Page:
As many as two thirds of stroke victims find themselves suddenly unable to comprehend music. Beyond bad karaoke, these people fundamentally cannot differentiate pitches or rhythms. The medical term is acquired amusia, and recently scientists have aggregated data from of a large group of people with this condition to pinpoint the critical brain regions involved.
A study published in August in The Journal of Neuroscience found that the brain is incredibly modular when it comes to the perception of music and speech. Whereas lesions giving rise to deficits in language perception—a condition called aphasia—reside in the brain’s left hemisphere, damage associated with amusia are restricted to the right. Aleksi Sihvonen, a neurologist at the University of Turku in Finland and lead author of the study, says he was shocked to see such a clean split. “I think the lateralization was very surprising because the amusic pattern was so clearly in the right,” Sihvonen says. “Based on [functional neuroimaging] and left-hemisphere lesion patients who were amusic, we thought there must be [critical music perception circuitry] in the left, too.”
According to Steven Sparr, a clinical neurologist at Albert Einstein College of Medicine who was not involved in this study, trying to determine the location of music in the brain has been a long process. It goes back to 1861 when French physician Paul Broca discovered that speech resides entirely within a small circuit in the brain’s left hemisphere. So far, there has been no musical lesion case so clean as Broca’s, which has led to more than a century of frustration, Sparr says. Yet there were clues that music and language are dissociable. “A little-known fact is that Broca’s original patient who was unable to speak was able to sing La Marseillaise [the French national anthem] fluently,” Sparr says. “So from the inception of aphasia research [scientists] began to realize that singing and speaking are wired differently.”
Why has the neurological evidence to support this notion proved so elusive? According to Sihvonen, it has to do with the case study approach. Given the idiosyncrasy of brain damage patterns as well as the fact that strokes rarely target tissue related to a single function, it can be difficult to draw strong conclusions from small samples.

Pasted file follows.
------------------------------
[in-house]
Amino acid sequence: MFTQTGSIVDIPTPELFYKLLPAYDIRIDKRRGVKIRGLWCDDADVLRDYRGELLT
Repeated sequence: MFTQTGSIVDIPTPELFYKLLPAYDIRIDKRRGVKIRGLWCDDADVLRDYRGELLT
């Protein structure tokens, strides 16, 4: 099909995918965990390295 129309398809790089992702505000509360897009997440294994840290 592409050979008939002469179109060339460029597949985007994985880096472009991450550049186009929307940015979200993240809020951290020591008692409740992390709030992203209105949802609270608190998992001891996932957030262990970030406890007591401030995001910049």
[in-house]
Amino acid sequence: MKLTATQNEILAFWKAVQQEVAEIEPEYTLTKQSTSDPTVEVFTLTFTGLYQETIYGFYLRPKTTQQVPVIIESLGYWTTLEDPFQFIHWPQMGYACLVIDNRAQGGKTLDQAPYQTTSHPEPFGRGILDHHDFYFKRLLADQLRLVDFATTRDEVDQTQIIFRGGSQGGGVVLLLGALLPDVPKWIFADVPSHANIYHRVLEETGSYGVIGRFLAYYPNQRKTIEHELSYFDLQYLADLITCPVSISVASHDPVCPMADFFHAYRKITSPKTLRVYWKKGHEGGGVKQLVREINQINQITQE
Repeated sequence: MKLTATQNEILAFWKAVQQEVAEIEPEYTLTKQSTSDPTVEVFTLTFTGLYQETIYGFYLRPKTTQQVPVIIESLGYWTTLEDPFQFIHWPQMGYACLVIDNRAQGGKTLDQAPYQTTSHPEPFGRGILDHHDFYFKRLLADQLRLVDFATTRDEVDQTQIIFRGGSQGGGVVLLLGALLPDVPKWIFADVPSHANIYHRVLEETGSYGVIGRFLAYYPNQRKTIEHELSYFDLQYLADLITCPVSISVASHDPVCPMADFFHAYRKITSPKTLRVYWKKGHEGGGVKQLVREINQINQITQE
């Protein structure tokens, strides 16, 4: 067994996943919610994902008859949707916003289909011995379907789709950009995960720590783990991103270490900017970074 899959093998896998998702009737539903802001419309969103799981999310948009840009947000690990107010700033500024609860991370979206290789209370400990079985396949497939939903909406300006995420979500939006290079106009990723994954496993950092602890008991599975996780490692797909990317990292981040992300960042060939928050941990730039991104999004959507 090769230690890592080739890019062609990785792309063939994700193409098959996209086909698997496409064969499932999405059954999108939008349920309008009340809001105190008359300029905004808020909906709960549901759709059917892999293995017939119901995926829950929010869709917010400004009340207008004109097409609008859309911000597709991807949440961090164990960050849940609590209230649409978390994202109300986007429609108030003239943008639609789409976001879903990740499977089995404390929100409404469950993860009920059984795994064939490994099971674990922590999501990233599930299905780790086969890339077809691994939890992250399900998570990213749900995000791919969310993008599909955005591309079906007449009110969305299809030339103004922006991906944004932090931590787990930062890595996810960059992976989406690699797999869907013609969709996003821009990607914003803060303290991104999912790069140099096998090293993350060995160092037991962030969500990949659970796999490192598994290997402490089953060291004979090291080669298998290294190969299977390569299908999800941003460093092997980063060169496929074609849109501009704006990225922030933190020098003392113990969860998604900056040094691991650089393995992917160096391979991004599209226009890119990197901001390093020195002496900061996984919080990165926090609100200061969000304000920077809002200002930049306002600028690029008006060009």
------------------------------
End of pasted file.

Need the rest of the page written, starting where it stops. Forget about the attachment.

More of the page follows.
What sets the present study apart is that it involved 77 participants, making it by far the most extensive of its kind. To identify the lesion locations that are most closely associated with behavioral deficits across subjects, they used a statistical method called voxel-based lesion symptom mapping (VLSM). This methodology allowed the researchers to identify the local nodes that are critically causal for music perception, in contrast to the global network that lights up when healthy people listen to music in a brain scanner. “During a functional neuroimaging scan, we don’t know if the brain activation is due to mere musical processing,” Sihvonen says. “There can be multiple cognitive processes on top, such as memory, emotions or reward. That’s why [functional] MRI is difficult to interpret.”
To be sure that the lateralization of music perception lesions was not merely an artifact of the VLSM statistics, Sihvonen and his colleagues also followed subjects during their recoveries. Both at the time of stroke and six months later, the researchers measured the extent of the lesions across three groups: those without amusia, those who recovered from amusia and those who remained amusic.
They found that those who remained amusic ultimately ended up losing more brain tissue in the auditory centers of the right hemisphere compared with recovered amusics or nonamusic stroke patients. These results are clinically important because they implicate ongoing atrophy as an important factor in persistent acquired amusia, Sihvonen says. They also reinforce the main finding that the critical areas for music perception are localized in the right hemisphere.
Although this lateralization is clear for the 77 subjects in the study, Sparr points out that only one of them had formal musical training, and prior research indicates the mental representation of music differs vastly for musicians compared with nonmusicians. “The study is very well done and very interesting, but we shouldn’t take it as the be-all, end-all, or push the data to say ‘we found the musical system of the brain,’” Sparr says. “They found the most common one, but it’s certainly not the whole story.”
Looking ahead, Sihvonen says he views large-scale lesion studies as just one piece of the puzzle. Different methods ask fundamentally different questions, and a highly complex issue like music perception requires a multifaceted approach. “It’s very intriguing to say that the amusia-associated lesions in the right hemisphere represent specific loci for music processing in the brain,” Sihvonen says. However, “it most likely involves complex global processes as well.”